§ Mr. Stevens
That was an interesting intervention, but I do not entirely understand its relevance to the points that I and my hon. Friends are trying to make. It may have been difficult 10, 20 or 30 years ago to distinguish between employees who wished to pay the political levy and those who did not, but it is not difficult any more. It is simple and fair. I and my hon. Friends commend amendment (b) to the House.
§ Mr. Andrew Rowe (Mid-Kent)
I have been present in the Chamber throughout the debate, except for one short interval. I have been struck by the way in which the Labour Members have continued to assume that they have a God-given right to rush to the support of every trade unionist and to have it made as easy as possible for them to collect large sums of money from trade union members. In the real world, that certainty is cracking. Labour Members are extremely anxious about where the political loyalties of trade union members lie. They are equally worried, therefore, about possible sources of income. Throughout the debate, both in the Chamber and in Standing Committee, Labour Members have claimed that the purchase of votes in the Labour party councils is no concern of the people interested in this legislation. That aspect is, however, part and parcel of the whole debate.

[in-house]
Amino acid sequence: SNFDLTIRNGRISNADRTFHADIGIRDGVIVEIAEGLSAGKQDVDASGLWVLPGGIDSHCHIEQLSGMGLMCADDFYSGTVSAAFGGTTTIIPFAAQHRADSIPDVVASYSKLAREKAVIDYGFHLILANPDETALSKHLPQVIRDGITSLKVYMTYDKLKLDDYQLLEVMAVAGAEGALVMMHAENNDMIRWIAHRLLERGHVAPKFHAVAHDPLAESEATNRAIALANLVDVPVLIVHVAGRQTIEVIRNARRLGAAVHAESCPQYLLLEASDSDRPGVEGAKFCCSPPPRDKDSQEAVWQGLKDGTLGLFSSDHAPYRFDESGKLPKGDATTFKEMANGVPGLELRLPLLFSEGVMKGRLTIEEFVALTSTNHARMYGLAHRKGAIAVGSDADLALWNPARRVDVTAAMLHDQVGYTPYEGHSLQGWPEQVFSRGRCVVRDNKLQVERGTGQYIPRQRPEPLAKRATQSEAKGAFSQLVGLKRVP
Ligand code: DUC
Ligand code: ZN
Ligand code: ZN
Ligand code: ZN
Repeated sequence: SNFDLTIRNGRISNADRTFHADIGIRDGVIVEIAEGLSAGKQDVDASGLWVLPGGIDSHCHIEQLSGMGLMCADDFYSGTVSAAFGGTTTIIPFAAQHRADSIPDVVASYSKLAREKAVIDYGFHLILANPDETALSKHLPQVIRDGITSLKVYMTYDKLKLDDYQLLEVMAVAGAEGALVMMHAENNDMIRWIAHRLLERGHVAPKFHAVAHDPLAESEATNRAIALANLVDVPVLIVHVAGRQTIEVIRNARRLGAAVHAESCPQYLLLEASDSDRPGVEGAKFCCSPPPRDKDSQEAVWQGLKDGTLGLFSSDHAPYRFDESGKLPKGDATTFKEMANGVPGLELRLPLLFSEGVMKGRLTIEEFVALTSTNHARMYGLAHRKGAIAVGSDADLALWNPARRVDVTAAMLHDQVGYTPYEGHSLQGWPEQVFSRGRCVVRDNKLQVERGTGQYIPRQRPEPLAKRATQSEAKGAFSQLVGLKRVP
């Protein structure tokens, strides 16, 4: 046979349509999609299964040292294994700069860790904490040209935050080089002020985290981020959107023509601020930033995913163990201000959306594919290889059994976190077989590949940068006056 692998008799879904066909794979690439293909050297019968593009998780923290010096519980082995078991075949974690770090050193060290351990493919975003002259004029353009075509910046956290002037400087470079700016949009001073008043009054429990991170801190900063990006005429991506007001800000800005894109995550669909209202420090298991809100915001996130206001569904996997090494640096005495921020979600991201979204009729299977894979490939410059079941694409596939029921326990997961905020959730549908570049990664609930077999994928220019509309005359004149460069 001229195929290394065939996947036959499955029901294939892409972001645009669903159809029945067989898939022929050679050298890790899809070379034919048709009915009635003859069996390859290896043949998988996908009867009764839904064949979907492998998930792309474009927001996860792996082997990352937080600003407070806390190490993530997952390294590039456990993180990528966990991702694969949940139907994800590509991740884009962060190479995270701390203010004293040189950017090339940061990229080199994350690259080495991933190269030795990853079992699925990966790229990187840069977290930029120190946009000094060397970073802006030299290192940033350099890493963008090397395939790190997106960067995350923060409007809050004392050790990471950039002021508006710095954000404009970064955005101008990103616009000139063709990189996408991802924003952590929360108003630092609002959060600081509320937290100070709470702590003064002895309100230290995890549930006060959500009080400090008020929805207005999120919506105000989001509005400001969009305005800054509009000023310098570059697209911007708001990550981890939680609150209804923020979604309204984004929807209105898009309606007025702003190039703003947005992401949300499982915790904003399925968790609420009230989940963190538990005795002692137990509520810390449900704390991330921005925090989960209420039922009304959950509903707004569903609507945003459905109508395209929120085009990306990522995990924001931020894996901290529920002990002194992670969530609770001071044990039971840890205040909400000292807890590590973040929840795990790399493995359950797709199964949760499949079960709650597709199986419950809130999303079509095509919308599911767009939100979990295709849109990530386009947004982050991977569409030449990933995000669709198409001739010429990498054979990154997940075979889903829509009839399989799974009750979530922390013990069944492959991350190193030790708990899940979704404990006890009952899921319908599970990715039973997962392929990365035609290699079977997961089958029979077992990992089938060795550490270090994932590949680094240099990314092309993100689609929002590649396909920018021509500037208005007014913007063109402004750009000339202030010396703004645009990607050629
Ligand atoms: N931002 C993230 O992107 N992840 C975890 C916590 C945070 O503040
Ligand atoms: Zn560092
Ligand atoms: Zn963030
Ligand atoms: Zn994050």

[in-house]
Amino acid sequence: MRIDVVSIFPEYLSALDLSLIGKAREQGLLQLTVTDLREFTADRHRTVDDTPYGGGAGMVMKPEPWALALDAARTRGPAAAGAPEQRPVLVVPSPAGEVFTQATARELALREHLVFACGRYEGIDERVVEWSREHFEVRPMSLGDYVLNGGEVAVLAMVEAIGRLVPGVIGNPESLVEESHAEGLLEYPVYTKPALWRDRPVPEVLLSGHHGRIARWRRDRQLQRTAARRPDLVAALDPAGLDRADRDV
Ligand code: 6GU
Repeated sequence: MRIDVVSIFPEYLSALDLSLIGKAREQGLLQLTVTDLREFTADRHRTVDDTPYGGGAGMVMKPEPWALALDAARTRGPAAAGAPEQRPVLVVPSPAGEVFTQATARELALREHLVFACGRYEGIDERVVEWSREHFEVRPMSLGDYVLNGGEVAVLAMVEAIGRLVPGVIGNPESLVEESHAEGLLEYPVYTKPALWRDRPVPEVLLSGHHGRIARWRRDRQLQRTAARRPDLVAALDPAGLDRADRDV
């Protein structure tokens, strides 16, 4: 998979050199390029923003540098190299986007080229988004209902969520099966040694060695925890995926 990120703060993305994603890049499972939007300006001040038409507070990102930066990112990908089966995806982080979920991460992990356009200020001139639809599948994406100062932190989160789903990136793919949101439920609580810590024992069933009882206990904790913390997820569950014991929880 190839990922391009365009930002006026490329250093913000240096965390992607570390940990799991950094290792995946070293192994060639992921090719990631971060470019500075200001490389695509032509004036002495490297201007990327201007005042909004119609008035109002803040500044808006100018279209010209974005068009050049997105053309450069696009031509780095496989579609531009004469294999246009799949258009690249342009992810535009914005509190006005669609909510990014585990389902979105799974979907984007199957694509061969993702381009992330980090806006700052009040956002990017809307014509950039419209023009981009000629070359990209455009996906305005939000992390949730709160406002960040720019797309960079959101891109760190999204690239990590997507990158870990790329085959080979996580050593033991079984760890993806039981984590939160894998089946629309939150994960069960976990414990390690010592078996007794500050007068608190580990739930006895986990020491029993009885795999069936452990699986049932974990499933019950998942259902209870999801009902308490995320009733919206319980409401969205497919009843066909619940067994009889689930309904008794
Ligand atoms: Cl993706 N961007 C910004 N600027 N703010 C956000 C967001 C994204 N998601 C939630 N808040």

Labour Members who claim that companies are contributing to the Conservative party pay no heed to the fact that no company, no matter how large its contribution, can buy political influence within the Conservative party by that mechanism. The purchase of political power is an integral part of the Labour party's constitution.
It is greatly to be preferred that we should advance as far as possible along the path of consensus in this matter. I am delighted that my right hon. Friend the Secretary of State has created an agreement on the political levy with the Trades Union Congress. That agreement is yet another necessary attempt to obtain the type of partnership between trade unions and the Government without which the country would continue to be divided, and eventually it would be brought down. Similarly, I believe that it is reasonable for trade union members to negotiate with their employers the right to have their subscriptions collected at source. I also believe in the spirit of new clause 6—that it is entirely wrong for employers nowadays to continue to deduct the political levy when an employee has signified his wish not to have it deducted. I shall support the new clause.
The lasting impression with which the debate has left me is that the Labour party feels thoroughly, and rightly, alarmed that its grip on the trade union movement has finally begun to shift. I believe that it has shifted irreversibly. I believe that that has nothing to do with the trade union legislation; it has to do with the realisation that, contrary to what Opposition Members continue to assert, trade union members are realising in increasing numbers that they are better represented by parties other than the party which claims so stridently to represent the working man but whose policies consistently sell him short.
§ Mr. Renton